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Harvard faculty members have traditionally lent their support to political candidates in a variety of ways. some have put their reputations behind a particular candidate through public endorsements, while others have used their expertise to help politicians by serving as advisors on specific issues. Still others have become active participants in a candidate's campaign organization. Ultimately a faculty member may find his support of a candidate leading him through the "revolving door" between government and academia.
This year, however, few Harvard professors have opted for a major commitment to any of the presidential candidates. The reaction of Assistant Professor of Economics James L. Medoff is typical "I've been a resource to any of the candidates who have had questions about labor issues," he says, adding that he has not endorse any of the presidential aspirants.
While many professors have given their advice to candidates, few seem to have taken major roles in any of the campaigns. "I'm not aware of anyone who's taken a leave of absence to work on a campaign." notes Joseph S. Nye, professor of Government and a former high-ranking official in the Carter Administration State Department. Nye adds that his own commitment to former Vice-President Walter F. Mondale's campaign is limited to regular trips to Washington to advise the campaign on foreign policy issues. As Nye explains his current role. "I'm an occasional participant [in the political process]. They ask for advice and I give advice."
One way professors this year have shown their support for candidates without taking an active role in their campaigns is through endorsements. Twenty-one Harvard professors signed a political advertisement endorsing Colorado Senator Gary Hart for president just before the Massachusetts primary in March. A number of the faculty members who signed the advertisement say they have done no active work on Hart's behalf--either before or after the ad appeared. Robert Brustein, a drama professor who signed the advertisement, admits for example, "I was never really actively engaged in the Hart campaign."
Hale Champion, executive dean of the Kennedy School of Government, thinks that this may be indicative of a trend towards less faculty involvement in the 1984 elections, a change he attributes to the issues raised in the campaign. "There isn't the same level of interest in new ideas: there are fewer areas of debate," he says.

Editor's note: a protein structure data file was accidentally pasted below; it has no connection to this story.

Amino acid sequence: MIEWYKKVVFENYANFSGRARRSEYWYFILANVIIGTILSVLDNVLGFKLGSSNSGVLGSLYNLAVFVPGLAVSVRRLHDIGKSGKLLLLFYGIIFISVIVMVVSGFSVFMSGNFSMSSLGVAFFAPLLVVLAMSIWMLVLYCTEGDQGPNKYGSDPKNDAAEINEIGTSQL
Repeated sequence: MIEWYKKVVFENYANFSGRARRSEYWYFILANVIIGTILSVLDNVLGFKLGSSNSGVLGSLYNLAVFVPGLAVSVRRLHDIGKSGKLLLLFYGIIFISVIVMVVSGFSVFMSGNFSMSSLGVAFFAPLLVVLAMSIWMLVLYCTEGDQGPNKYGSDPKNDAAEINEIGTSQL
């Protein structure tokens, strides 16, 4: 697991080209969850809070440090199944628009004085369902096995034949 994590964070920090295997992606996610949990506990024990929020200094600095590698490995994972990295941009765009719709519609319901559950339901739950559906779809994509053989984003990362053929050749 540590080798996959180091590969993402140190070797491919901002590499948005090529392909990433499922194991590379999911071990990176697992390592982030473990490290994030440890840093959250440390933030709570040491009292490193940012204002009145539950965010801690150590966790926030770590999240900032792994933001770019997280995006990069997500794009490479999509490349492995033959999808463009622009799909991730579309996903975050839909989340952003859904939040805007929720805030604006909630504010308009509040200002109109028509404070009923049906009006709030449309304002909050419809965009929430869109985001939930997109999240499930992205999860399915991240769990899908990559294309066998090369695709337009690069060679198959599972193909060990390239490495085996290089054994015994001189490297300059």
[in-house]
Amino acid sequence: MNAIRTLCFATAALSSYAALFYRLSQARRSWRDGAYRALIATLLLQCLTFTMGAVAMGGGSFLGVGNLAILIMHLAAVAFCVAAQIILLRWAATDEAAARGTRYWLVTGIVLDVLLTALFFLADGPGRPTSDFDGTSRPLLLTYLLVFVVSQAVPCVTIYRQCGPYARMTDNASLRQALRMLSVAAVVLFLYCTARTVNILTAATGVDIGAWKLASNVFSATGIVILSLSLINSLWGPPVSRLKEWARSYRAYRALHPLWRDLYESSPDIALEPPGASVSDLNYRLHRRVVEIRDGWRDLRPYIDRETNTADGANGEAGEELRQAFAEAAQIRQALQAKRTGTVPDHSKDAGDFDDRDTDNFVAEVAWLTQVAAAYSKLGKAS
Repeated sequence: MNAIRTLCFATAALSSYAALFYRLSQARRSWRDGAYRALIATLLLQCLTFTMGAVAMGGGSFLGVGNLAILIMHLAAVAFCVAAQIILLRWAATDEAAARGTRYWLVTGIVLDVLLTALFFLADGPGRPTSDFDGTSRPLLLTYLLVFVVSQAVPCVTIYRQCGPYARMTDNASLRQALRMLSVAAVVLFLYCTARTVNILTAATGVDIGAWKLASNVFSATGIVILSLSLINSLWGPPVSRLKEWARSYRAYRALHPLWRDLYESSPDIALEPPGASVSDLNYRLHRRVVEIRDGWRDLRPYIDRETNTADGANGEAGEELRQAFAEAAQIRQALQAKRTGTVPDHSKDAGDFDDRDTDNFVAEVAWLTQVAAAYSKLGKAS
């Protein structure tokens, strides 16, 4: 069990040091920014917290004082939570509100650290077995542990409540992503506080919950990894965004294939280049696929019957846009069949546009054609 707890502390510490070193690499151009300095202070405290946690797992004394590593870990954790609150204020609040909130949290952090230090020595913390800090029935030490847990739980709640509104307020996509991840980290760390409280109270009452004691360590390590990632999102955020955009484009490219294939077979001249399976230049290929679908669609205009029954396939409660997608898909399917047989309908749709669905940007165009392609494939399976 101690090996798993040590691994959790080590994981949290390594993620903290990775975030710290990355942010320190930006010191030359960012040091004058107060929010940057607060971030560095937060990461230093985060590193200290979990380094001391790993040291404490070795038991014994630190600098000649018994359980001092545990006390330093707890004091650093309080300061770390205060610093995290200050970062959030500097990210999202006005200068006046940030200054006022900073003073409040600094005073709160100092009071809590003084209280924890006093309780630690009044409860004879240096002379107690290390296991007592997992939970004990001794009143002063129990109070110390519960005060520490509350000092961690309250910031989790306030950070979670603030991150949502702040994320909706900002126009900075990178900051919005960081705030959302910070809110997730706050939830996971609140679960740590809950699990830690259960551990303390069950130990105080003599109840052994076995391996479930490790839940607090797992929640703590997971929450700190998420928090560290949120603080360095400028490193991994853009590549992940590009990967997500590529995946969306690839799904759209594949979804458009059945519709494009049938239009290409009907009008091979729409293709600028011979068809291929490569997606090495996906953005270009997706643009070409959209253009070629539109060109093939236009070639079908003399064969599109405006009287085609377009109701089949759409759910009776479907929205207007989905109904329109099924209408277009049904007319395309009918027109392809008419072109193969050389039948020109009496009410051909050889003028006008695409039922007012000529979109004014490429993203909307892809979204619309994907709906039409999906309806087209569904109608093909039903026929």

Sociology Professor Nathan Glazer echoes this point. "This seems to be a very quiet political year for the Harvard faculty," he contends. As to why professors have become less involved, Glazer speculates. "The issues are not covering the major points of interest of the faculty. Jackson is clearly a race candidate, so there's a problem there. Mondale is close to the liberal tradition but lacking in glamor."
"Compared with previous years, I'd say they are pathetic to apathetic." --Elaine M. Kistiakowsky
Many faculty members feel that the current crop of presidential candidates is rather uninspiring. "Hart is still a bit of an unknown, but a good alternative," says Elaine M. Kistiakowsky, assistant to the dean for national security at the School of Public Health. "He seems not to have satisfied everyone, yet Mondale is not a terrible person," she adds. "Mondale fails to excite people. I worked for Mo Udall a few years ago and there was a lot more enthusiasm then."
Kistiakowsky worked actively for Hart when he was in Boston; she even lent furniture to the Hart for President headquarters. She plans to continue to be active. "I'm going as a delegate to the state convention in June, and I've toyed with the idea of becoming a Hart delegate [to the Democratic National Convention]. I will do everything I can to elect as many good Hart supporters to go to the national convention as I can," she promises.
She sees another problem with faculty commitment to a single candidate. "I frankly think that the faculty is perhaps more cautious than before," she says, explaining, "a lot of the faculty are trying to keep their lines open to more than one candidate. They want to back a winner. So they've chosen to act more as experts and advisors without taking a stand."
"Compared with previous years, I'd say they are pathetic to apathetic," Kistiakowsky concludes.
Perhaps the most active faculty members in the campaign have significantly centered their involvement around an issue rather than a political candidate. A group of physicians at the Medical School has been actively working against nuclear weapons. Because they feel Hart has a strong position on this issue, they have thrown him their support.